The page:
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About six percent of Miami-Dade’s population have coronavirus antibodies

About six percent of Miami-Dade residents have antibodies against coronavirus, 15 times more cases than the official tally, preliminary results of a new study find. 

On Friday, the University of Miami said they estimated about 165,000 people had been infected at some point with COVID-19, the disease caused by the virus.

That’s much larger than the 10,600 confirmed cases that have been reported by the Florida’s health department.

The area studied by researchers includes the beaches in the Sunshine State where thousands of Spring Breakers flocked despite stay-at-home orders enacted in their own states.

The University of Miami looked at two weeks of coronavirus antibody testing in Miami-Dade county, during which 1,400 people were tested. Pictured: Dr Natalia Echeverri (right) tests Silvia Stagg (left), who is homeless, for coronavirus in Miami, Florida, April 17

Researchers said the true infection rate is between 4.4% and 7.9% of the county's population, with 6% being the best estimate. Pictured: A healthcare worker put a test swab into a container after swabbing someone at a drive-through COVID-19 testing site in Miami, Florida, April 8

Researchers said the true infection rate is between 4.4% and 7.9% of the county’s population, with 6% being the best estimate. Pictured: A healthcare worker put a test swab into a container after swabbing someone at a drive-through COVID-19 testing site in Miami, Florida, April 8

That means that bout 165,000 people had been infected at some points, 15 times more than the 10,600 confirmed by county officials. Pictured: An ambulance is seen waiting in front of M/S Rotterdam Cruise Ship at Port Everglades in Fort Lauderdale, Florida, April 2

That means that bout 165,000 people had been infected at some points, 15 times more than the 10,600 confirmed by county officials. Pictured: An ambulance is seen waiting in front of M/S Rotterdam Cruise Ship at Port Everglades in Fort Lauderdale, Florida, April 2

Health officials say the test, known as a serology test, could help scientists understand how widespread the virus is, how many people come into contact with the virus and don’t get sick, and how long patients remain immune after they recover.

This is important because it could allow immune people to leave their homes and return to work and shore up the workforce as well as help healthcare workers determine if they are immune. 

For the study, researchers looked at two weeks of antibody testing in Miami-Dade county, during which 1,400 people were tested.

About half of those who tested for antibodies said they had no symptoms in the two weeks before they were examined.

Next, the University of Miami team used statistical methods, which accounted for the limitations of the test.  

They determined that the true number of infections in Miami-Dade is actually between 4.4 percent and 7.9 percent of the population.

Researchers say the best estimate is around six percent, which would mean there are about 165,000 estimated infections in the county.

Accounting for any margin of error, there are 123,000 residents likely infected on the low end and 221,000 residents on the high end.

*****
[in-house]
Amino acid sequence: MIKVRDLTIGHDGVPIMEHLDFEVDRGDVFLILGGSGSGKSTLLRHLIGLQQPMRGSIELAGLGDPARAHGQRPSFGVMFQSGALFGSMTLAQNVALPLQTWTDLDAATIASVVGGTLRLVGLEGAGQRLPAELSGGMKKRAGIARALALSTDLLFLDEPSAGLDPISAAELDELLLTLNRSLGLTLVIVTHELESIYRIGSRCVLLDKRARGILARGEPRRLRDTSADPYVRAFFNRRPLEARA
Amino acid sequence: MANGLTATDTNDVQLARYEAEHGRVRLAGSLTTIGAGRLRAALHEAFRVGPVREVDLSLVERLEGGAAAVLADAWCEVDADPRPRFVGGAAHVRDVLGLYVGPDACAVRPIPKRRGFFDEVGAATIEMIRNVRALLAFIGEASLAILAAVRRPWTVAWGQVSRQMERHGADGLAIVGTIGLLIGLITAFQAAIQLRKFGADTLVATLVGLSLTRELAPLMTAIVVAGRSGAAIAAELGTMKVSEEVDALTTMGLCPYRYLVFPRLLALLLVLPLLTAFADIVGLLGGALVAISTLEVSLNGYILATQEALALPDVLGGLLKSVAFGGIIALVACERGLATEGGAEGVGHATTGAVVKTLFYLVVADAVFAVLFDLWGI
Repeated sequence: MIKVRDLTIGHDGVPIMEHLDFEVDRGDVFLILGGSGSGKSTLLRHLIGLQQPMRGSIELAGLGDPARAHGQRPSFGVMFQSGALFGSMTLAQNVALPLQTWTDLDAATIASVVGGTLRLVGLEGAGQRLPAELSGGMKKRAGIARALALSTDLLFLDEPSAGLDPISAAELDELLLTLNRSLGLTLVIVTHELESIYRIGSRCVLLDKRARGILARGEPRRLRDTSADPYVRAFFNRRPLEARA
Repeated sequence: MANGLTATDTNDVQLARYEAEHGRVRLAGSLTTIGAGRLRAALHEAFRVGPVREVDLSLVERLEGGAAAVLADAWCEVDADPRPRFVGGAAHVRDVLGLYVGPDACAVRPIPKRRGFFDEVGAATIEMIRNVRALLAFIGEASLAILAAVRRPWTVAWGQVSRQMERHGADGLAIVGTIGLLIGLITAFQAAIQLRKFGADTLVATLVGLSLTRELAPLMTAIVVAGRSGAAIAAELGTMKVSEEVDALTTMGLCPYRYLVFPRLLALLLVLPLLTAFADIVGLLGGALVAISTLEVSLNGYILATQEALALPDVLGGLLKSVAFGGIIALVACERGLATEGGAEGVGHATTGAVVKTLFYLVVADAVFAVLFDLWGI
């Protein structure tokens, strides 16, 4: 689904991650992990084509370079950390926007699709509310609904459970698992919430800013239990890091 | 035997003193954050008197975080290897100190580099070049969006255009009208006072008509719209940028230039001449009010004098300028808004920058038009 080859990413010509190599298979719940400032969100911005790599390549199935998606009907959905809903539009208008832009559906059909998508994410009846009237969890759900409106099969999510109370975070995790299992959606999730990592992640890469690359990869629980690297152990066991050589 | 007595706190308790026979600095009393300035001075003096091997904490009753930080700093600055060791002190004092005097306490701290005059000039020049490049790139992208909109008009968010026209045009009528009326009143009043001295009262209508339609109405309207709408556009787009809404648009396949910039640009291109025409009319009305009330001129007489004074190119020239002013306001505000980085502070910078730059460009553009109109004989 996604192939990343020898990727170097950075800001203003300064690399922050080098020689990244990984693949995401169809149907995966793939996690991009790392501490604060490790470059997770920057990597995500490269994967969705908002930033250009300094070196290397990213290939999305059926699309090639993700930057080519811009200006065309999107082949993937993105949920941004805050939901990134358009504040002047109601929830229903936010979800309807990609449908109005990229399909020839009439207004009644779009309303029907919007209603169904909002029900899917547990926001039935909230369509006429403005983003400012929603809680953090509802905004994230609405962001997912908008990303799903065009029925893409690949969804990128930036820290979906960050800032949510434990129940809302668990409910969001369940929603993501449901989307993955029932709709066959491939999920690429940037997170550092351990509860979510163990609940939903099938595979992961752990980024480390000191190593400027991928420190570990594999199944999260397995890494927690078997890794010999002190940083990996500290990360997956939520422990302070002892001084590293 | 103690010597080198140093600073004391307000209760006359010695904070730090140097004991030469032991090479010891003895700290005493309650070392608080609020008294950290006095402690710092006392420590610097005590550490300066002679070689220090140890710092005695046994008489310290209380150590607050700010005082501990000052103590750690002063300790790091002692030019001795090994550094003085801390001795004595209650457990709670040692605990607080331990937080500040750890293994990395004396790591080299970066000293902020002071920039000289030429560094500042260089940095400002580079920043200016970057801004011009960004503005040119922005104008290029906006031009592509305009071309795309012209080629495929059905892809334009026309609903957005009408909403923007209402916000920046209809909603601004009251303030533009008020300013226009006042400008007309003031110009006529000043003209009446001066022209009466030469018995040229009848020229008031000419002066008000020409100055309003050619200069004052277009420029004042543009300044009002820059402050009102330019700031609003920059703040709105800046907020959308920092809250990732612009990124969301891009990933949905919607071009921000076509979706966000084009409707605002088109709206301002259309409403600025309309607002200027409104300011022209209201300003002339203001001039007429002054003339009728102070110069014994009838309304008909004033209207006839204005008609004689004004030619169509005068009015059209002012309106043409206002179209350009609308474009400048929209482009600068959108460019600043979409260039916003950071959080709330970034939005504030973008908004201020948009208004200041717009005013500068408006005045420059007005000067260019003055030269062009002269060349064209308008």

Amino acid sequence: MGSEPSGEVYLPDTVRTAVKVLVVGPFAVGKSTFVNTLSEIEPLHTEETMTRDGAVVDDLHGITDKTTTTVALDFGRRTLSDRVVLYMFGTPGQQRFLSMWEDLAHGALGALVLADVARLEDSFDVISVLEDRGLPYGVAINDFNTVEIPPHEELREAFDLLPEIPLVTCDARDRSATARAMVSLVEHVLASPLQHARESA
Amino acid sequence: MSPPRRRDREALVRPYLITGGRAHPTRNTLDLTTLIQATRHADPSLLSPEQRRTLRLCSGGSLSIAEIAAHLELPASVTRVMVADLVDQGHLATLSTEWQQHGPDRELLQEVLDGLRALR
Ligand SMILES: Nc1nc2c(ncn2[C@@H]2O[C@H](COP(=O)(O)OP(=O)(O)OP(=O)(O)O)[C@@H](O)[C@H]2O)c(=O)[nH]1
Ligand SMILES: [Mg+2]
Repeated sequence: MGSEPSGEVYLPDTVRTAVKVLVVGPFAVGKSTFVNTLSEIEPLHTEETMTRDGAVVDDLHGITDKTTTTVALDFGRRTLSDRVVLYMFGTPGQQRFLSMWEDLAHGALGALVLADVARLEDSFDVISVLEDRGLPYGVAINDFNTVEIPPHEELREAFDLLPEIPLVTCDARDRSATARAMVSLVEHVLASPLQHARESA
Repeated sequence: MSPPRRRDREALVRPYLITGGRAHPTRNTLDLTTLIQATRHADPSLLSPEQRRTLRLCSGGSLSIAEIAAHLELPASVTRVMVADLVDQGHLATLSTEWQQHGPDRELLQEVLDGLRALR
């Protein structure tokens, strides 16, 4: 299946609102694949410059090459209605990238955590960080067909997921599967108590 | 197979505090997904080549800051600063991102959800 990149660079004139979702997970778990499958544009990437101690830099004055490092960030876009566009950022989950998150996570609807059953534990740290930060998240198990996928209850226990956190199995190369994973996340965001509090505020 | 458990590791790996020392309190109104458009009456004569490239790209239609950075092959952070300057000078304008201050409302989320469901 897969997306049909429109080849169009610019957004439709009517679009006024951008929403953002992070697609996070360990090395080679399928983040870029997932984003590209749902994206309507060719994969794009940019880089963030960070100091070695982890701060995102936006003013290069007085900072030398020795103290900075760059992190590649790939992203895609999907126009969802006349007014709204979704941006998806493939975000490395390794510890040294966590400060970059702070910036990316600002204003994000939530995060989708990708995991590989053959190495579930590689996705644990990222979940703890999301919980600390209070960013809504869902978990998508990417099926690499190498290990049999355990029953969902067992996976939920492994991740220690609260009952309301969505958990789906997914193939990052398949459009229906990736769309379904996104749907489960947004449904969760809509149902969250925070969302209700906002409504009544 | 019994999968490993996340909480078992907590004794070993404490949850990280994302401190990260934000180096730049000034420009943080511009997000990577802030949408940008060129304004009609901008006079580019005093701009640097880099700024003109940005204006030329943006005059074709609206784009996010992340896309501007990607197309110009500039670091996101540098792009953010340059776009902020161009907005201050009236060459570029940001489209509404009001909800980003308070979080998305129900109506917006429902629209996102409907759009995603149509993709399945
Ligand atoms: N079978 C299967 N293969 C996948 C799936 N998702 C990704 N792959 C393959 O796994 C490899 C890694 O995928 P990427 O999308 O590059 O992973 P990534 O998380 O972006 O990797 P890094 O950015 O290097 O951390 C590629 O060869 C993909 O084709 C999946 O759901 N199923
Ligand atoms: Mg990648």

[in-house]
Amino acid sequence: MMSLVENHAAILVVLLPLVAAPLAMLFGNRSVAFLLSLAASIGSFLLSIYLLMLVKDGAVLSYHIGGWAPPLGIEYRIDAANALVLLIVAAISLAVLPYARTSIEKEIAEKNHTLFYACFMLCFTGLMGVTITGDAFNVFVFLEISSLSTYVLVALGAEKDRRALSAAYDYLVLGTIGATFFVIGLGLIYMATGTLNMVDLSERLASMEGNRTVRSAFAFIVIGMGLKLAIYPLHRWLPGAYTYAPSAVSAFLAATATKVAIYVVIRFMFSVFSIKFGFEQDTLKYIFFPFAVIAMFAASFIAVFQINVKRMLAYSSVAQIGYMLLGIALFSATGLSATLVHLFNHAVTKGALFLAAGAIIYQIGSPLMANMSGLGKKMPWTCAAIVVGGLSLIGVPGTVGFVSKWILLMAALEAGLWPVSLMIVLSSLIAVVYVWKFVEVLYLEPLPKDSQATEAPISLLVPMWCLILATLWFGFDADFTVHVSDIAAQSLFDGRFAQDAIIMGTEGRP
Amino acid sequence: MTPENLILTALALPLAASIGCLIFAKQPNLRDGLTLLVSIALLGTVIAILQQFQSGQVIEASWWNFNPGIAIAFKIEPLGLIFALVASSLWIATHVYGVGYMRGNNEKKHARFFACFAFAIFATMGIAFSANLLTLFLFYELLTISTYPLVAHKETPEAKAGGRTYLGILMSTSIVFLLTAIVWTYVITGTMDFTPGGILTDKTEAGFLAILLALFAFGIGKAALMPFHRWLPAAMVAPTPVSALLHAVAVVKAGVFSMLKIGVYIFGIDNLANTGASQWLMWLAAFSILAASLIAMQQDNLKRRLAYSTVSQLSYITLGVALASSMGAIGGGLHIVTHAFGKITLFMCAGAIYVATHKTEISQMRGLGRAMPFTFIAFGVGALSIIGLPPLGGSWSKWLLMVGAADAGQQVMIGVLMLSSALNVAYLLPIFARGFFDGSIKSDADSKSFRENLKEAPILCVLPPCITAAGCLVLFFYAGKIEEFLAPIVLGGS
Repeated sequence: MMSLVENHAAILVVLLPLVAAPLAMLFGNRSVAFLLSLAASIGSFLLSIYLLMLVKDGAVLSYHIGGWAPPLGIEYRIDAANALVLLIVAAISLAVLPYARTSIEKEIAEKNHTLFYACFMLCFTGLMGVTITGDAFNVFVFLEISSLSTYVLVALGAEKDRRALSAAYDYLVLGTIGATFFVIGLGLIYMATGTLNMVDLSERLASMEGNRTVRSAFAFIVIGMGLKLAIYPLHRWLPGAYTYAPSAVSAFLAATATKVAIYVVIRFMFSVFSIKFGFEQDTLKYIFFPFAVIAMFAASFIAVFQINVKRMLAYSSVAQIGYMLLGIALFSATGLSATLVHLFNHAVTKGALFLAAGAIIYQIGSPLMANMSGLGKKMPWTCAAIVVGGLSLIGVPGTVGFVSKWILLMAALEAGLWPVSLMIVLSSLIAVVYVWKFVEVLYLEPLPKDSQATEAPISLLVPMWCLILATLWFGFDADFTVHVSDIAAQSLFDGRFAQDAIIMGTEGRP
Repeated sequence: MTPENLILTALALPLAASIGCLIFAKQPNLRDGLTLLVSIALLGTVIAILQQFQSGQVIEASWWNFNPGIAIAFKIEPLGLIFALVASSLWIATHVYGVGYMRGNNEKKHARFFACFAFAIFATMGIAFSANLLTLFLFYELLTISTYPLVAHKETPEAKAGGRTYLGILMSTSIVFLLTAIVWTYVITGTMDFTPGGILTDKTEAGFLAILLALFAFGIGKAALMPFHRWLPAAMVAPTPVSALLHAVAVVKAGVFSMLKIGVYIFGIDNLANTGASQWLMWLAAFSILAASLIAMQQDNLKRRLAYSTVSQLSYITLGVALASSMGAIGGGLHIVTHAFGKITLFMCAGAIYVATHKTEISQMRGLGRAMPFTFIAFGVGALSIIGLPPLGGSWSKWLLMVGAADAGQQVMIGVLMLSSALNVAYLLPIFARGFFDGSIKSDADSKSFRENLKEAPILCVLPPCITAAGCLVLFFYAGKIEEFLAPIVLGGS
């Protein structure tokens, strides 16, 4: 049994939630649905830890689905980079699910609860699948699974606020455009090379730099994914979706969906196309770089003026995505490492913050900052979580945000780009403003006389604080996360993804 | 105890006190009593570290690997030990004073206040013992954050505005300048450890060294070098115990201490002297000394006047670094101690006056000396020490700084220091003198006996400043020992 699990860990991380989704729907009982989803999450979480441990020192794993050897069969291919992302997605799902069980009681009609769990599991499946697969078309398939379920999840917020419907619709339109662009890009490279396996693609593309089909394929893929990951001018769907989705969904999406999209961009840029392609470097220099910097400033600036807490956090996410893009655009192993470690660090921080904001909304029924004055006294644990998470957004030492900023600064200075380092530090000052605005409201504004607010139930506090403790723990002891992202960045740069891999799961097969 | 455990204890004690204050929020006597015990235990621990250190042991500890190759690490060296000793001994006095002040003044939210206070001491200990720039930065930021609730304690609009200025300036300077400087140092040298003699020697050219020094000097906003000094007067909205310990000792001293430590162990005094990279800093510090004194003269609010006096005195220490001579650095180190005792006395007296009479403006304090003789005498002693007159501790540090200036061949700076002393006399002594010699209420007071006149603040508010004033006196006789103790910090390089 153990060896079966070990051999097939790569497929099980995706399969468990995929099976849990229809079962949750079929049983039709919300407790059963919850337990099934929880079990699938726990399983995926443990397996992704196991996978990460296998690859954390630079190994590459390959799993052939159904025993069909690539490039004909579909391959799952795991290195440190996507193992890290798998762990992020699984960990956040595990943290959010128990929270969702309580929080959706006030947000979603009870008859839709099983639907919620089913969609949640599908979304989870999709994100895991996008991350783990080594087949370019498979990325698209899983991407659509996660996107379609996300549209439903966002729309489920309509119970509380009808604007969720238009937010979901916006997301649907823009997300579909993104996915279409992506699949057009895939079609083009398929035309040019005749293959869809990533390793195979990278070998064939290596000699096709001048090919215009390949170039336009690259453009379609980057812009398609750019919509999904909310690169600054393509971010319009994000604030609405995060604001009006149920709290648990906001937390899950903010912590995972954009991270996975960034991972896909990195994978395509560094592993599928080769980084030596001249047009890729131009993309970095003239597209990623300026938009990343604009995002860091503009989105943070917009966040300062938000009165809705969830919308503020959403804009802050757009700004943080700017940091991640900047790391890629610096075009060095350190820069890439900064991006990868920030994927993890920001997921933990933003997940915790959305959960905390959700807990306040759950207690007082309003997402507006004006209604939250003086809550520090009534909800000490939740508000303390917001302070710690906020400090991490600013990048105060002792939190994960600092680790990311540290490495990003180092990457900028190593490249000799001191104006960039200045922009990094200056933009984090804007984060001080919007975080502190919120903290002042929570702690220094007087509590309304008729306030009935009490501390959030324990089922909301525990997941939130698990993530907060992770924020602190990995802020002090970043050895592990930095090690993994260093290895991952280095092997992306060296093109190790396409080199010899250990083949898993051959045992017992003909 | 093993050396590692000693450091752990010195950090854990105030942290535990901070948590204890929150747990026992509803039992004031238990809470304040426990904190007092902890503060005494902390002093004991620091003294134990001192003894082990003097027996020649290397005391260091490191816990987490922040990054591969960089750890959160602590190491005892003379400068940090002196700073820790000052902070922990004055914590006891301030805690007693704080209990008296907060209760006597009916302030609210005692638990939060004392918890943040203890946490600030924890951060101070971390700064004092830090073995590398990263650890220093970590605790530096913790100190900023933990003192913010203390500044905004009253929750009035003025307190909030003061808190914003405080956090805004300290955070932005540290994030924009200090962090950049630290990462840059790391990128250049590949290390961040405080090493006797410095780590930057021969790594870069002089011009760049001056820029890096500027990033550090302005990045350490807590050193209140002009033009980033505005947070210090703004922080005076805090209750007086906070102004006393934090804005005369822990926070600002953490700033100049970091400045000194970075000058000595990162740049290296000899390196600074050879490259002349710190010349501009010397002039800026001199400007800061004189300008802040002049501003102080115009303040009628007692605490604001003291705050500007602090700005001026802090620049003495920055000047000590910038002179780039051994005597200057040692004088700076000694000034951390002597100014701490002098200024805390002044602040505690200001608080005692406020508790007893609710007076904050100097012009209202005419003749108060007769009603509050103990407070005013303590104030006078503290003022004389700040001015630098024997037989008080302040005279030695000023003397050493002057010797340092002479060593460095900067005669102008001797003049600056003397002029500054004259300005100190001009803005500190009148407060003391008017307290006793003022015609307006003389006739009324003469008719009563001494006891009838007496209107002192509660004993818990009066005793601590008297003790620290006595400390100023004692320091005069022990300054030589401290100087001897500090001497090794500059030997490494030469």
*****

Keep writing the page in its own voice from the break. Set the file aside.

This will be conducted weekly, with residents volunteering to be screened for signs of past COVID-19 infection, whether or not they’d ever been tested for the virus. 

It comes on the heels of similar tests performed in other states including California and New York.

In California, tests in Santa Clara County and Los Angeles County found that the true infection rate was likely around four percent.

That’s anywhere from 50 to 85 times higher than the number of cases reported in the two counties. 

The area studied by researchers includes the beaches in the Sunshine State where thousands of Spring Breakers flocked despite stay-at-home orders enacted in their own states (above)

The area studied by researchers includes the beaches in the Sunshine State where thousands of Spring Breakers flocked despite stay-at-home orders enacted in their own states (above)

Results showed Miami-Dade is not at the 60% infection rate needed for herd immunity to prevent the spread of the virus. Pictured: Dr Natalia Echeverri (right) tests Sammy Carpenter, who is homeless, for coronavirus in Miami, Floria, April 17

Results showed Miami-Dade is not at the 60% infection rate needed for herd immunity to prevent the spread of the virus. Pictured: Dr Natalia Echeverri (right) tests Sammy Carpenter, who is homeless, for coronavirus in Miami, Floria, April 17

Meanwhile, in New York, researchers found that one-fifth of all those who were tested for antibodies had them.

That means the true number of coronavirus infections in the Empire State could be as high as 2.7 million.  

Miami-Dade Mayor Carlos Gimenez told reporters at a press conference on Friday that the study’s results reinforced why social distancing measures need to continue. 

‘Whatever measures we’re going to do to open up, especially the outdoor spaces, is going to be done with those measures in mind,’ he said, according to the Miami Herald. 

‘You’re not going to be able to get close. You’re going to have social distancing.’ 

The findings also showed that Miami-Dade is not at the 60 percent infection rate needed for herd immunity, which when the vast majority of a community is infected or vaccinated so that, if a disease is introduced, it is unable to spread.

Read more at DailyMail.co.uk